"My Wife Asked Me Out Herself": Demola Adeleke, Inspirational Literature Teacher Who Went Blind At 16 Says
Ademola Adeleke was born normal like every other kid and he waxed strong and grew fast as a teenager. He had high hopes for himself as a kid and as he grew older, he started to mould himself into who he wanted to be.
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But things took a different turn when he turned 16 and it was found that he had Glaucoma which affected his two eyes.
The disease would later render him completely blind at that tender age when he was supposed to enrol in the university.
However, Adeleke, who is from Ibadan, Oyo state, refused to give up on his dreams of becoming a graduate as he set machinery in motion to have his dream come true.
Demola Adeleke becomes a student of the University of Nigeria Nsukka
Adeleke, who is the only son of the four children his parents have, refused to drop his ambition to further his education beyond secondary school. He did his secondary education at the Adeniran Ogunsanya Grammar School, Ogbomoso.
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He gained admission into the prestigious University of Nigeria Nsukka where he bagged a degree in Mass Communication.
As expected, many would wonder how he managed to attend regular schools with his condition, which requires special attention.
Legit.ng posed this question to Adeleke and he had a ready answer:
"It's no big deal. I attended classes and listen to the lecturers. I have been trained on how to type on a typewriter and computer, so I can type very well."
Legit.ng pressed further to know how Adeleke managed to read and prepare for his exams with his condition, and his answer was amazing.
"I take down notes into my tape recorder, listen to them when I needed to read, and for exams, the invigilator read out the exam questions while I typed out the answers on my computer.
"Then those answers would be printed and submitted to the lecturer. I sometimes read electronic materials on my computer too."
Adeleke graduates from UNN, becomes a teacher in Oyo state
For those who may think Adeleke would be unemployed because of his blindness, they are grossly mistaken.
After his graduation, the 29-year-old became a teacher under the Oyo state government teaching service.
He teaches Literature-in-English. Legit.ng wanted to know how he is able to teach children with his condition.
He offered an interesting answer:
"I have my textbooks and literature texts on my computer as e-books. So, I study them, go to the class and teach the students.
"And if we need to write notes, I get one of the tall and smart students in the class to write on the board as I dictate the note.
"I prepare lesson notes like every other teacher, with my computer though, and submit to my HOD.
"It's quite an interesting role. I mean, teaching young people and imparting knowledge to them."
Adeleke gets married to a beautiful wife
Again, Adeleke did another thing that many people would consider difficult or a near impossibility for a blind person: He got married to a pretty lady.
Amazingly, Adeleke told Legit.ng that his wife was the one who asked him out. He recalls how it happened:
"The interesting part is that my wife asked me out herself. I feel good about that. You know, a lady finding me attractive in spite of my disability."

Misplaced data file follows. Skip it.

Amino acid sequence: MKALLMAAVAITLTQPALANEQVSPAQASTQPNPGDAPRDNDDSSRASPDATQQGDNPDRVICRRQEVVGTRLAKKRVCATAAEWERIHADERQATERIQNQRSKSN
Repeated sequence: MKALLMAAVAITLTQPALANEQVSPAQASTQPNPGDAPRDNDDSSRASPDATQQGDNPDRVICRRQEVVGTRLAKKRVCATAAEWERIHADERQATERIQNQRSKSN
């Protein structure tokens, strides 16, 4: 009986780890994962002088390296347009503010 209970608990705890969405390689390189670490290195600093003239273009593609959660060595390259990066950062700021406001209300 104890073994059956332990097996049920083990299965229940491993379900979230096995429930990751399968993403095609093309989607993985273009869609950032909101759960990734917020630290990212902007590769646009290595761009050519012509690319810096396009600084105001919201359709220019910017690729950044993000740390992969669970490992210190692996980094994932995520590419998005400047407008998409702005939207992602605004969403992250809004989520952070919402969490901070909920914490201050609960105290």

Adeleke described his wife in flowering words, calling her a dependable partner who puts him first.
"She's very dependable. Very playful too. When she's with me, I feel safe and secure. Many discouraged her from dating me but she paid no heed to them. She has a mind of her own, you see. She's very reasonable too, and she always puts my welfare first. I married the best, sincerely."
13 years of living without sight in Nigeria
In his 13 years of living with visual impairment, Adeleke said it has never been easy. He lamented that many Nigerians treat blind people as less than humans.
"There is a lot of discrimination is everywhere. In fact, some persons in Nigeria don't even see people like me as humans.
"They just see us as useless eaters who are burdens to the society. For me though, I'm surrounded by wonderful people who don't make me feel less of myself.
"Not exactly funny. Some people, due to my blindness, will want to ride all over me or treat me with disrespect, which I hate so much.
"Also, mobility is not always easy for me, and it is quite difficult to perform some sight intensive tasks.
"Often times, I need to seek help from people to help with simple stuff I could have done independently had I not lost my sight."
How possible is it for a blind person to attend a regular school?
Given that Demola Adeleke has successfully bagged a degree with his visually impairment, Legit.ng spoke to a university don, Dr Olumuyiwa Igbalajobi who said it is entirely possible.
According to Dr Igbalajobi, if the school offers the needed support for the student, then there is no impediment.
"It is possible. Perhaps, the school offered him a robust support system."
Also, Dr Igbalajobi said it is possible for Adeleke to excel as a teacher because there are now devices that support people with his condition in the workplace.
"We now have a lot of devices that supports people with such conditions to teach effectively. Though, compared to colleagues that are not blind, teaching effectively may not be easy but nevertheless, it is possible."
My son, my greatest achievement on earth, says disabled mum
Meanwhile, Legit.ng had reported that a Nigerian lady named Oliver Joy said having a son to call her own is her greatest achievement on earth.
According to Joy, she was disabled from birth as she has a medical condition that makes her weak and unable to walk.
Joy however defied all odds to get married and bear a son with her husband named Goodnews.